There are great advantages to being in business for yourself. This categorization includes business owners, freelancers, independent contractors, and on-demand workers. People who are self-employed however need to know that there is some advanced planning required to be able to qualify for conventional financing.
According to Statistics Canada, in 2017 there were approximately 2.8 million people self-employed in Canada. A study completed by Intuit Canada last year, projects that Canadians working in non-traditional jobs will increase to 45% by 2020. In other words, being self-employed is a viable way of making income. It however just doesn’t fit very well in the conventional lending “box”.
In order to fit in the conventional lending “box”, there is a measure that lenders require that each mortgagee(s) (the person(s) applying for the mortgage) must meet. Some of the documents that self-employed individuals have to provide for the lender are their two most recent years of tax returns that don’t always accurately reflect the actual take-home income that a self-employed person earned. Tax deductions related to operating their business results in reporting an income on their tax return that can be significantly lower than what they actually take home. However, the “box” requires that their tax returns show the required income to justify the mortgage.
So, how does one show enough income when they are self-employed? The following points are suggestions of strategies on how to plan ahead and be prepared when you are ready to move forward in arranging a mortgage to purchase a property.
- The easiest way to plan is to write off fewer expenses in the two years leading up to the property purchase. Yes, this means you will pay more personal taxes. However, your income will be higher which will easily qualify you for the mortgage amount that you are looking for.
- Set your finances up through a certified accountant. Many lenders want to see self-employed income submitted through a professional rather than being done by yourself. The truth is that the time that you spend doing your own taxes will not be as efficient both financially and time wise as a professional. A certified accountant knows what to look for and has enough experience to understand the tax implications. Make sure you discuss with them what your goals are so that they can set up your taxes appropriately.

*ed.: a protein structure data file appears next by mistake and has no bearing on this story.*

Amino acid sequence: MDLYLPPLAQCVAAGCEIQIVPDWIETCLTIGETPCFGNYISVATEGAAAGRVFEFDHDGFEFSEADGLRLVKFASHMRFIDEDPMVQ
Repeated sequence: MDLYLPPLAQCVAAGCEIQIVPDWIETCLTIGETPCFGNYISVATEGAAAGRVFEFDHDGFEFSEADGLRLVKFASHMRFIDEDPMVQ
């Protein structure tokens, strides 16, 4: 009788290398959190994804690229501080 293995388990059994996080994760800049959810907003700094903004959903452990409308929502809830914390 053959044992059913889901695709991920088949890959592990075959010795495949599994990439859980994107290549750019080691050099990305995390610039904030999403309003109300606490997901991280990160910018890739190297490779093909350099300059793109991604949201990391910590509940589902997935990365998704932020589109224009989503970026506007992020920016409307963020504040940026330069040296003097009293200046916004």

- Choose your timing carefully. If you are leaving on an extended holiday or sabbatical within the two years previous to purchasing, your two-year average income is not going to be great. Take all the time off that you want AFTER your purchase. Plan your timeline with income in mind.
- Ask your Mortgage Broker about stated income. There are options with some lenders to “state your income”. The lender will take a close look at the industry you operate in, the length of time you’ve been in business (a minimum of 2 years), and the size of your business. Stated income is a complicated approach to showing income however, your Dominion Lending Centres Mortgage Professional will know what questions to ask and how to negotiate this kind of proof of income. Documents such as bank statements, showing consistent deposits, will be requested by the lender.
- Be prepared for higher interest rates. Lenders offer discounted rates to those that fit in the “box”. Those that are not conventional are seen as a risk and, therefore, are applied to a higher interest rate. There also could be lender fees attached to the mortgage.
- Offer a larger down payment. Lenders are somewhat handcuffed to the insurer when there is less than 20% down payment on a property purchase. But if you offer more than 20% down payment, depending on the lender, their flexibility increases, and it is up to the lender or even a particular banking branch if they want to take you on as a client.
- As a last resort, you can consider private financing. Even though it is an expensive option, it could result in the mortgage you are looking for. Rates are higher and there will be lender/brokerage fees. However, you could be in a private mortgage for only 12 months or even less, whereby giving yourself time to improve your credit (if need be) or topping off a two-year self-employed period to set yourself up to show stated income to the lender. The whole point of private financing is to use it as a short-term solution for a long-term plan.
Being self-employed does not mean that you have to show enough income on your T1 General in order to qualify for a mortgage. There are other possibilities to prove income when you are self-employed. And every lender has different guidelines as to how they view self-employment. If you are self-employed, plan accordingly and make sure you are well set up to show that the lender that you are a desirable candidate for a mortgage.